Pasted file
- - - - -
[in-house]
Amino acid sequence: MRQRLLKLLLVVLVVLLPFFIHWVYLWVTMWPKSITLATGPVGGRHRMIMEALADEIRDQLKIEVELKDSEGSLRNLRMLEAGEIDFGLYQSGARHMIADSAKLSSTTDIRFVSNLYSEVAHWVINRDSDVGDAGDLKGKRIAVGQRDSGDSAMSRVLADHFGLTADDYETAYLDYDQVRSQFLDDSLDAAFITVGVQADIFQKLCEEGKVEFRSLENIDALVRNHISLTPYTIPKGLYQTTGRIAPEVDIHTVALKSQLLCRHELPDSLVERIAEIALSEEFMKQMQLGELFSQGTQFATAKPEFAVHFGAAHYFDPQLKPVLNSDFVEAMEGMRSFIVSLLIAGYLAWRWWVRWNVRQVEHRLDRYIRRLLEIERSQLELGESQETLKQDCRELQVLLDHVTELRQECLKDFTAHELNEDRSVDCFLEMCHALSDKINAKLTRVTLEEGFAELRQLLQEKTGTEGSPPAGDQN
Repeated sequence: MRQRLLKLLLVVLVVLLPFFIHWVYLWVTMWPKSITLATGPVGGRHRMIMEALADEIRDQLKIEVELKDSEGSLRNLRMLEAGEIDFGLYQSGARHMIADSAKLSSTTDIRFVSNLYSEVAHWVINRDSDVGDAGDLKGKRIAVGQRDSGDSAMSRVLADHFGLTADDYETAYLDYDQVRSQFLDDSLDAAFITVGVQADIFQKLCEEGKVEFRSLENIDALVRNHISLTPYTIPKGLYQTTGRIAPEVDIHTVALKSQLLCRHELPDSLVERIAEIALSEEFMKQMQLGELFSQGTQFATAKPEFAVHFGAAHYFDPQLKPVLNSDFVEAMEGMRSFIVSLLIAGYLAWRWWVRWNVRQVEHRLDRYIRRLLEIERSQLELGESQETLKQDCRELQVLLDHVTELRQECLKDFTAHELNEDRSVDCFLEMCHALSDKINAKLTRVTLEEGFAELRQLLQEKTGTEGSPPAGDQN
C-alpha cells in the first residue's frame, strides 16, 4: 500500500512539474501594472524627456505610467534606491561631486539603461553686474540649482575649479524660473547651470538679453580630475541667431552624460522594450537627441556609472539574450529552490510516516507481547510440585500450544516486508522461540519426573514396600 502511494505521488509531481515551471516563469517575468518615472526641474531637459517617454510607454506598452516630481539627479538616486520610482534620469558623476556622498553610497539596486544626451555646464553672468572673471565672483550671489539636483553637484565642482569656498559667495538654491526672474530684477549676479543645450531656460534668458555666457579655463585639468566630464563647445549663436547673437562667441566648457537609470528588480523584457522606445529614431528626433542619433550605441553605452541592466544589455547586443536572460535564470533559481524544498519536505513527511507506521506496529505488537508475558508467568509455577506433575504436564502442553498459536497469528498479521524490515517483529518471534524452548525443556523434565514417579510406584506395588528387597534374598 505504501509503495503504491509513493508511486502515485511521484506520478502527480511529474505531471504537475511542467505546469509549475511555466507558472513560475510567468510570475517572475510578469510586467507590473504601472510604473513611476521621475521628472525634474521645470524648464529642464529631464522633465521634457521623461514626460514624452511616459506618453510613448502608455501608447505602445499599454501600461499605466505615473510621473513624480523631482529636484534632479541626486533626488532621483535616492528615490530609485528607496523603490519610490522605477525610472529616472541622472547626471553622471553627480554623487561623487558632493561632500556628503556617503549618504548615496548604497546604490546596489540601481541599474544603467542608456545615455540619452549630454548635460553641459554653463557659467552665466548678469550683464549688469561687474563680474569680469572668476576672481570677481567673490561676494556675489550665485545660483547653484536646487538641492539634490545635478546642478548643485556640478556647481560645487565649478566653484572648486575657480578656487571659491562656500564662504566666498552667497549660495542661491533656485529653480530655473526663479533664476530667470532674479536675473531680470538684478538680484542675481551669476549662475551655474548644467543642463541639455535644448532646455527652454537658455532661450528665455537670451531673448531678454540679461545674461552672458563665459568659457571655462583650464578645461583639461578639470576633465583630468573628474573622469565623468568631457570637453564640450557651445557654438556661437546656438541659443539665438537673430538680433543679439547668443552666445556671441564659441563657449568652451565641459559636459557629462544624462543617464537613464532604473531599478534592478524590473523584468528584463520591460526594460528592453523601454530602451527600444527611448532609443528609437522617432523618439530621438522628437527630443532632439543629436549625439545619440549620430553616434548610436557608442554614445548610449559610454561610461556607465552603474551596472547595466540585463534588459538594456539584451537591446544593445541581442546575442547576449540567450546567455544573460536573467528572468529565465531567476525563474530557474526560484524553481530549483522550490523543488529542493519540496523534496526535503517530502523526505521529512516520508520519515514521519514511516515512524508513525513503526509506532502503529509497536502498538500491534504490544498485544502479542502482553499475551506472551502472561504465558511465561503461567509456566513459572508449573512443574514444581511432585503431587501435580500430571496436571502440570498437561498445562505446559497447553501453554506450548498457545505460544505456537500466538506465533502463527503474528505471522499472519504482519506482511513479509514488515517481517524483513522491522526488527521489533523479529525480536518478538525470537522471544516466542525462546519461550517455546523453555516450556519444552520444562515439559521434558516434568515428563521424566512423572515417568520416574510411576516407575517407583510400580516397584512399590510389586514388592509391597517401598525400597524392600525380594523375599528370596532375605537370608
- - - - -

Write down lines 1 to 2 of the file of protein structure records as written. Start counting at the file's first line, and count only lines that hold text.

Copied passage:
[in-house]
Amino acid sequence: MRQRLLKLLLVVLVVLLPFFIHWVYLWVTMWPKSITLATGPVGGRHRMIMEALADEIRDQLKIEVELKDSEGSLRNLRMLEAGEIDFGLYQSGARHMIADSAKLSSTTDIRFVSNLYSEVAHWVINRDSDVGDAGDLKGKRIAVGQRDSGDSAMSRVLADHFGLTADDYETAYLDYDQVRSQFLDDSLDAAFITVGVQADIFQKLCEEGKVEFRSLENIDALVRNHISLTPYTIPKGLYQTTGRIAPEVDIHTVALKSQLLCRHELPDSLVERIAEIALSEEFMKQMQLGELFSQGTQFATAKPEFAVHFGAAHYFDPQLKPVLNSDFVEAMEGMRSFIVSLLIAGYLAWRWWVRWNVRQVEHRLDRYIRRLLEIERSQLELGESQETLKQDCRELQVLLDHVTELRQECLKDFTAHELNEDRSVDCFLEMCHALSDKINAKLTRVTLEEGFAELRQLLQEKTGTEGSPPAGDQN